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Schule Jaehn

Frankfurt am Main, 19.11.2021 12:00:00

So how will we buy fashion goods and other accessories in the future? Mainly online? And what will the perfect online shopping experience look like? Will there still be such a thing as high-street shops? And if there is, what kind of experience will they have to offer to attract customers and sellers? On Thursday 11 November 2021, Felix Jahn, eCommerce Director at s.Oliver, and Christian Schulze, Professor of Marketing at Frankfurt School, met together on the Frankfurt School campus to discuss fashion-industry trends, including buying behaviour and strategies, with students and alumni.

In response to the pandemic, many fashion brands shifted the focus of their selling operations to the internet as they strove to stay in touch with their customers. And even now, despite the fact that shops and retail outlets are open again, many consumers continue to shop online – especially older consumers, who previously formed a much smaller proportion of e-commerce users. Based on a survey of more than 1,000 online stores in six countries, a study co-authored by Christian Schulze with Maximilian Kaiser, Florian Elsässer and Koen Pauwels shows that following the various COVID lockdowns, the volume of online shopping by senior citizens has more than doubled. But the lockdowns have also caused a steady growth in online shopping activity among younger target age groups – a trend that is throwing up new challenges for bricks-and-mortar retailers.

In the fashion industry in particular, online shopping will not make high-street shops redundant – but it will change them, believes Felix Jahn. “It’ll be more about giving the customer a brand experience, plus a feel for the brand colours and fabrics, for example. New technologies will encourage and personalise in-store shopping by, for instance, addressing customers individually using clienteling, and by delivering more styles directly to the home.”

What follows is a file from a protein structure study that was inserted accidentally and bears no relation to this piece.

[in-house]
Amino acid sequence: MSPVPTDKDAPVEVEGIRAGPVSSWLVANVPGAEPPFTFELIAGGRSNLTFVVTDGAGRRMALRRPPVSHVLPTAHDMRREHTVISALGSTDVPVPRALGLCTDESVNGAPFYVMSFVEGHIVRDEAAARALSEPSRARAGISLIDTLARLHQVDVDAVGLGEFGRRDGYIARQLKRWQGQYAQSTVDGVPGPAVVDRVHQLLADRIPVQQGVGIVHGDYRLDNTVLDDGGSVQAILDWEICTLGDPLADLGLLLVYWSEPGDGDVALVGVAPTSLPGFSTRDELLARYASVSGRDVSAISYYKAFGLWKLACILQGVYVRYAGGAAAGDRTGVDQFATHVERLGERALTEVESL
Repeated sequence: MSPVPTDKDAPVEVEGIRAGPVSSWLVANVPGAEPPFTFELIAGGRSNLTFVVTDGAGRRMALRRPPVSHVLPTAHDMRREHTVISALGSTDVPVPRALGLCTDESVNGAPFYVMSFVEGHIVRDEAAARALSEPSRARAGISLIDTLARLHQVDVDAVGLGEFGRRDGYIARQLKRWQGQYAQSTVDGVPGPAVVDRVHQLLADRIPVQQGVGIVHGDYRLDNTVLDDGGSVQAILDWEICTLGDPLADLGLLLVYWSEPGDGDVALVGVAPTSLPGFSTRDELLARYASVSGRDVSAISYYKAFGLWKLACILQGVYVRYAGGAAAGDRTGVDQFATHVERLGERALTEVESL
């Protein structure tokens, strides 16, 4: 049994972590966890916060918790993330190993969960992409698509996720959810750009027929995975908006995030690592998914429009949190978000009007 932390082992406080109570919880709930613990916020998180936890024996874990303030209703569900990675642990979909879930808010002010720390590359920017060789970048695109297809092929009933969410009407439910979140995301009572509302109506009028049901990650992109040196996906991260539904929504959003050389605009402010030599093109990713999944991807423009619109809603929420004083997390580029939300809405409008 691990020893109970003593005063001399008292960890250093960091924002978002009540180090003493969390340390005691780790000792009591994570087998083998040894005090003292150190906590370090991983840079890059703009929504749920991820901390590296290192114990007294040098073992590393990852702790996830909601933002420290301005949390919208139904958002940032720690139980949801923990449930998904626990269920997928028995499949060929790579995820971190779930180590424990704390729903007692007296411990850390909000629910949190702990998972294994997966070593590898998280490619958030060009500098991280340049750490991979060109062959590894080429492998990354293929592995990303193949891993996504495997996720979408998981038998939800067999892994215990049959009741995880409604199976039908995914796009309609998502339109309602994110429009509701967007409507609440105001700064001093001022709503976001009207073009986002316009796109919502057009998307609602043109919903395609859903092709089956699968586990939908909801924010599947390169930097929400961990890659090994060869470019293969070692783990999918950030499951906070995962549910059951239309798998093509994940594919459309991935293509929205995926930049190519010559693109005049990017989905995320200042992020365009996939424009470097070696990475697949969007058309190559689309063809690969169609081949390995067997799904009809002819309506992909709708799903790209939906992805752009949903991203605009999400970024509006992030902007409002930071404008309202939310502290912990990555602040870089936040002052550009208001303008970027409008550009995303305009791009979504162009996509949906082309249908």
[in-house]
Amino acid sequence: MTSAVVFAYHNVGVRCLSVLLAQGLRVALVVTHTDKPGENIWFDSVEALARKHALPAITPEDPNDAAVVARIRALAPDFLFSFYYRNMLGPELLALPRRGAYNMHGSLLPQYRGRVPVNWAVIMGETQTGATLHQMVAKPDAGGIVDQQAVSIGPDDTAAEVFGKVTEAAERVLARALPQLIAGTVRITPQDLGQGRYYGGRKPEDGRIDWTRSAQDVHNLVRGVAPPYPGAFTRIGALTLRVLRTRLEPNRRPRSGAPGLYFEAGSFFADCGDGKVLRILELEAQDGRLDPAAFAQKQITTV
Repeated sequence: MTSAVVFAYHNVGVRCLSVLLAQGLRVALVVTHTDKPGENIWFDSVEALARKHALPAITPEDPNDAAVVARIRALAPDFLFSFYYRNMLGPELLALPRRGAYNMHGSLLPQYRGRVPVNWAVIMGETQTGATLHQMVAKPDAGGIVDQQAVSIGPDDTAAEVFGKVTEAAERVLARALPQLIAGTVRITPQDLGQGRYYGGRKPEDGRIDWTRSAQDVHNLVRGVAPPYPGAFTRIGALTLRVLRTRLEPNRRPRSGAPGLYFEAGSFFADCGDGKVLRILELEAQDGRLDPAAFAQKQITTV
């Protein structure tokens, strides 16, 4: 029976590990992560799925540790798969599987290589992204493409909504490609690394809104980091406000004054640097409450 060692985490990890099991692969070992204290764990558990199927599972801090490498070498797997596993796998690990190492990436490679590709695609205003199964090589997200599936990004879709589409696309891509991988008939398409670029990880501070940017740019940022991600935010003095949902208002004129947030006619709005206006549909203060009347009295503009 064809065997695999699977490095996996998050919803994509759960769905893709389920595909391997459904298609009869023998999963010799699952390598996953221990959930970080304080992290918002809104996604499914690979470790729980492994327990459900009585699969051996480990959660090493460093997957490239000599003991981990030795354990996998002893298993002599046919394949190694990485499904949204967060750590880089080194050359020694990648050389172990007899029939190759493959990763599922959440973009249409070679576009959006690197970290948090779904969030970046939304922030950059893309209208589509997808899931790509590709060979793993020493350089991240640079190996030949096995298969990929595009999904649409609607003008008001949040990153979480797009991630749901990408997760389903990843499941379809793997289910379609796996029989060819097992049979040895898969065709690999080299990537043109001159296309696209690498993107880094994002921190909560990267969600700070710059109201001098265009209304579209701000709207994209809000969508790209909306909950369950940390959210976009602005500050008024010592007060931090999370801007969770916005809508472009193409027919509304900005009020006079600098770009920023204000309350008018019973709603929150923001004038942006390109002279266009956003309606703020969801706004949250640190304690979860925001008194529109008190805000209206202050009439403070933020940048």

But the online shopping experience will also change – future e-tailing will be much more personal and “real” thanks to new technologies such as virtual fitting rooms. “We’re well on the way to a scenario in which customers will be able to use an app or website to find garments in their actual size and try them on virtually, so they fit right away and returns become a thing of the past,” adds Felix Jahn.

He is also very positive about the complementary sale of fashion via online marketplaces like AboutYou, Otto or Zalando. “We run our own app and web shops, but we also run very successful sales operations via online platforms and marketplaces, because we’ve got a presence wherever our customers feel comfortable.” Enabling visitors to enter a virtual shop in an online marketplace, complete with a suitably branded look and feel, and using such a shop to successfully present and sell fashion is, he believes, one probable future scenario.